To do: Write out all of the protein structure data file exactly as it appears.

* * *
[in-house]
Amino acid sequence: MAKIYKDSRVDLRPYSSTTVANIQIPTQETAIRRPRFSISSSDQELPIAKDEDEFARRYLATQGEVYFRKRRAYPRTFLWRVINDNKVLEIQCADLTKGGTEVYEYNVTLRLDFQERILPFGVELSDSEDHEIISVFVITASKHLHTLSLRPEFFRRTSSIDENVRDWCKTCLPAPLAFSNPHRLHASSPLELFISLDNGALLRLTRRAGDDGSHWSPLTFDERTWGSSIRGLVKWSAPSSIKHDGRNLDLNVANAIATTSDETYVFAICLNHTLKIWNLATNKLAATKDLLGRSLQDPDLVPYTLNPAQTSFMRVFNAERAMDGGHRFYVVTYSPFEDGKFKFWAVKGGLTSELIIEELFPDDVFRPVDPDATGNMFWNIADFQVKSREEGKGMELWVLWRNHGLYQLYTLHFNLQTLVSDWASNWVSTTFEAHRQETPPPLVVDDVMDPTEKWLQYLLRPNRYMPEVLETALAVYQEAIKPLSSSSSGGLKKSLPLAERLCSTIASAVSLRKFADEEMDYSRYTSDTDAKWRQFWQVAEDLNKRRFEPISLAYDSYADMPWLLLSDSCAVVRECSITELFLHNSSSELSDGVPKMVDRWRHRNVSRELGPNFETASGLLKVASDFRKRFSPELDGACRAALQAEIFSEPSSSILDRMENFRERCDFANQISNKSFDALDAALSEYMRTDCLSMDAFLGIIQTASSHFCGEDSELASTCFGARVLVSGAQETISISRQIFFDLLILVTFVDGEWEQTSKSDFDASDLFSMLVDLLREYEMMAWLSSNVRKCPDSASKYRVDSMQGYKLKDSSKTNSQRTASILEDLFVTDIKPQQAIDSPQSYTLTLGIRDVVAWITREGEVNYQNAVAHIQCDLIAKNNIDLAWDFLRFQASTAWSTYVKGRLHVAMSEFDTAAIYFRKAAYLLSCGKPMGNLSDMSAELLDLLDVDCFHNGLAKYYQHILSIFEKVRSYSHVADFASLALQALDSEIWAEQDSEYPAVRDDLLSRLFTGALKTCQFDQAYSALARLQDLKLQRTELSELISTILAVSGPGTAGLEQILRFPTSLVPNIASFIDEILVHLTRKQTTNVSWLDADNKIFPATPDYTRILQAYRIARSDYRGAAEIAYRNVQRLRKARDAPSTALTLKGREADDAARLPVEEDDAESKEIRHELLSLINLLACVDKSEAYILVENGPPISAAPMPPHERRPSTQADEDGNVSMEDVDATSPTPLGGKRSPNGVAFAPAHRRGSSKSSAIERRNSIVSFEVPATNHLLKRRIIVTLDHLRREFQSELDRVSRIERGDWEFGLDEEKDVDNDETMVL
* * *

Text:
[in-house]
Amino acid sequence: MAKIYKDSRVDLRPYSSTTVANIQIPTQETAIRRPRFSISSSDQELPIAKDEDEFARRYLATQGEVYFRKRRAYPRTFLWRVINDNKVLEIQCADLTKGGTEVYEYNVTLRLDFQERILPFGVELSDSEDHEIISVFVITASKHLHTLSLRPEFFRRTSSIDENVRDWCKTCLPAPLAFSNPHRLHASSPLELFISLDNGALLRLTRRAGDDGSHWSPLTFDERTWGSSIRGLVKWSAPSSIKHDGRNLDLNVANAIATTSDETYVFAICLNHTLKIWNLATNKLAATKDLLGRSLQDPDLVPYTLNPAQTSFMRVFNAERAMDGGHRFYVVTYSPFEDGKFKFWAVKGGLTSELIIEELFPDDVFRPVDPDATGNMFWNIADFQVKSREEGKGMELWVLWRNHGLYQLYTLHFNLQTLVSDWASNWVSTTFEAHRQETPPPLVVDDVMDPTEKWLQYLLRPNRYMPEVLETALAVYQEAIKPLSSSSSGGLKKSLPLAERLCSTIASAVSLRKFADEEMDYSRYTSDTDAKWRQFWQVAEDLNKRRFEPISLAYDSYADMPWLLLSDSCAVVRECSITELFLHNSSSELSDGVPKMVDRWRHRNVSRELGPNFETASGLLKVASDFRKRFSPELDGACRAALQAEIFSEPSSSILDRMENFRERCDFANQISNKSFDALDAALSEYMRTDCLSMDAFLGIIQTASSHFCGEDSELASTCFGARVLVSGAQETISISRQIFFDLLILVTFVDGEWEQTSKSDFDASDLFSMLVDLLREYEMMAWLSSNVRKCPDSASKYRVDSMQGYKLKDSSKTNSQRTASILEDLFVTDIKPQQAIDSPQSYTLTLGIRDVVAWITREGEVNYQNAVAHIQCDLIAKNNIDLAWDFLRFQASTAWSTYVKGRLHVAMSEFDTAAIYFRKAAYLLSCGKPMGNLSDMSAELLDLLDVDCFHNGLAKYYQHILSIFEKVRSYSHVADFASLALQALDSEIWAEQDSEYPAVRDDLLSRLFTGALKTCQFDQAYSALARLQDLKLQRTELSELISTILAVSGPGTAGLEQILRFPTSLVPNIASFIDEILVHLTRKQTTNVSWLDADNKIFPATPDYTRILQAYRIARSDYRGAAEIAYRNVQRLRKARDAPSTALTLKGREADDAARLPVEEDDAESKEIRHELLSLINLLACVDKSEAYILVENGPPISAAPMPPHERRPSTQADEDGNVSMEDVDATSPTPLGGKRSPNGVAFAPAHRRGSSKSSAIERRNSIVSFEVPATNHLLKRRIIVTLDHLRREFQSELDRVSRIERGDWEFGLDEEKDVDNDETMVL